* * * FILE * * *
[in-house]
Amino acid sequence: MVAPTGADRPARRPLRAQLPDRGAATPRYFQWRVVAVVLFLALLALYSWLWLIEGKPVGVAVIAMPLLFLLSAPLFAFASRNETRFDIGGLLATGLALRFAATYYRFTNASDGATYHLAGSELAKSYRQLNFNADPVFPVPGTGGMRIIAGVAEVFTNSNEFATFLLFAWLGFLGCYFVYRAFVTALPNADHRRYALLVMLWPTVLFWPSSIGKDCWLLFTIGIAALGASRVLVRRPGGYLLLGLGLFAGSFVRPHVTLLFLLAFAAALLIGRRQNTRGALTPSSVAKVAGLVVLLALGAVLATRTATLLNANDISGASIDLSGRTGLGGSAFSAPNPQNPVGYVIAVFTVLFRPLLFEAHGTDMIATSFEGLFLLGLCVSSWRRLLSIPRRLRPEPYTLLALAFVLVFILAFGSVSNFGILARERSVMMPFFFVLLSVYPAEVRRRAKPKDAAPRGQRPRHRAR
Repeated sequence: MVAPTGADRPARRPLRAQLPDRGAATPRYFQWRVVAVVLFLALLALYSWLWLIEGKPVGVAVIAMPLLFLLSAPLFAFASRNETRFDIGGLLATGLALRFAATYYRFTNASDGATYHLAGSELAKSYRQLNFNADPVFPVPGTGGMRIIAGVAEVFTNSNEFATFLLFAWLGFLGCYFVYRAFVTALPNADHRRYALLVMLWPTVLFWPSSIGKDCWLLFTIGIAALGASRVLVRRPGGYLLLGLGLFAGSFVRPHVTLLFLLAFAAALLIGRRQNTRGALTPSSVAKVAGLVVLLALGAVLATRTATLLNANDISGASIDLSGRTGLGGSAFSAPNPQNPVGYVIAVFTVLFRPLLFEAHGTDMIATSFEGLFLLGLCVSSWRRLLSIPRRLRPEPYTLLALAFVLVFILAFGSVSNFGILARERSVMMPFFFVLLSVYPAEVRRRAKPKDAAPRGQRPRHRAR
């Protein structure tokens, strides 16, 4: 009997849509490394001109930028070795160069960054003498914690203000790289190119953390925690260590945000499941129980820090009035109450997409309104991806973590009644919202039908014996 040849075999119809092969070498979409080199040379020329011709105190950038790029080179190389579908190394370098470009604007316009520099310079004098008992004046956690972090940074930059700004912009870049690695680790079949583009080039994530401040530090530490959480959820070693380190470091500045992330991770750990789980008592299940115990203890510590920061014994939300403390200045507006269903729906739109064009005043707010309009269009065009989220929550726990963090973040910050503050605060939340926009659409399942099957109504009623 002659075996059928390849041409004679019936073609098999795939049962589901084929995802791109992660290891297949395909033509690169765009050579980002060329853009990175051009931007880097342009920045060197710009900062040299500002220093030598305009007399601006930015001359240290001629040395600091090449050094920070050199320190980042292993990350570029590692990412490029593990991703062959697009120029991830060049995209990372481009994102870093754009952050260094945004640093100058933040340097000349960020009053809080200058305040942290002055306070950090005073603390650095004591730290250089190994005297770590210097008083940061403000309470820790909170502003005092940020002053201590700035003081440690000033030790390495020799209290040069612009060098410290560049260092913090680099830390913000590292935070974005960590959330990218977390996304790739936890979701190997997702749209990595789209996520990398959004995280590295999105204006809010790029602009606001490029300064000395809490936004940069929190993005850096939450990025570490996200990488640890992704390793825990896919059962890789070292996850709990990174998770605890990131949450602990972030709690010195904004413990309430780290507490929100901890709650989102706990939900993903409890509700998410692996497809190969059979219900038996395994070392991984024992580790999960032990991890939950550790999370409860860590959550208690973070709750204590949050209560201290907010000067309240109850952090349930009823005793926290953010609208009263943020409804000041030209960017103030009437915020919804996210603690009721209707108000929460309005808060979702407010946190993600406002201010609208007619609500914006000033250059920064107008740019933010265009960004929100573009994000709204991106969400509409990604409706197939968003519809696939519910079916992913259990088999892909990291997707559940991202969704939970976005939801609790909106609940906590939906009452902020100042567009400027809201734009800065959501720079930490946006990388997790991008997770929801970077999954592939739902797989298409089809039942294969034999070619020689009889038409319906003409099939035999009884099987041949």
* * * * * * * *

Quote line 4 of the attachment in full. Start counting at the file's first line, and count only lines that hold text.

């Protein structure tokens, strides 16, 4: 009997849509490394001109930028070795160069960054003498914690203000790289190119953390925690260590945000499941129980820090009035109450997409309104991806973590009644919202039908014996 040849075999119809092969070498979409080199040379020329011709105190950038790029080179190389579908190394370098470009604007316009520099310079004098008992004046956690972090940074930059700004912009870049690695680790079949583009080039994530401040530090530490959480959820070693380190470091500045992330991770750990789980008592299940115990203890510590920061014994939300403390200045507006269903729906739109064009005043707010309009269009065009989220929550726990963090973040910050503050605060939340926009659409399942099957109504009623 002659075996059928390849041409004679019936073609098999795939049962589901084929995802791109992660290891297949395909033509690169765009050579980002060329853009990175051009931007880097342009920045060197710009900062040299500002220093030598305009007399601006930015001359240290001629040395600091090449050094920070050199320190980042292993990350570029590692990412490029593990991703062959697009120029991830060049995209990372481009994102870093754009952050260094945004640093100058933040340097000349960020009053809080200058305040942290002055306070950090005073603390650095004591730290250089190994005297770590210097008083940061403000309470820790909170502003005092940020002053201590700035003081440690000033030790390495020799209290040069612009060098410290560049260092913090680099830390913000590292935070974005960590959330990218977390996304790739936890979701190997997702749209990595789209996520990398959004995280590295999105204006809010790029602009606001490029300064000395809490936004940069929190993005850096939450990025570490996200990488640890992704390793825990896919059962890789070292996850709990990174998770605890990131949450602990972030709690010195904004413990309430780290507490929100901890709650989102706990939900993903409890509700998410692996497809190969059979219900038996395994070392991984024992580790999960032990991890939950550790999370409860860590959550208690973070709750204590949050209560201290907010000067309240109850952090349930009823005793926290953010609208009263943020409804000041030209960017103030009437915020919804996210603690009721209707108000929460309005808060979702407010946190993600406002201010609208007619609500914006000033250059920064107008740019933010265009960004929100573009994000709204991106969400509409990604409706197939968003519809696939519910079916992913259990088999892909990291997707559940991202969704939970976005939801609790909106609940906590939906009452902020100042567009400027809201734009800065959501720079930490946006990388997790991008997770929801970077999954592939739902797989298409089809039942294969034999070619020689009889038409319906003409099939035999009884099987041949």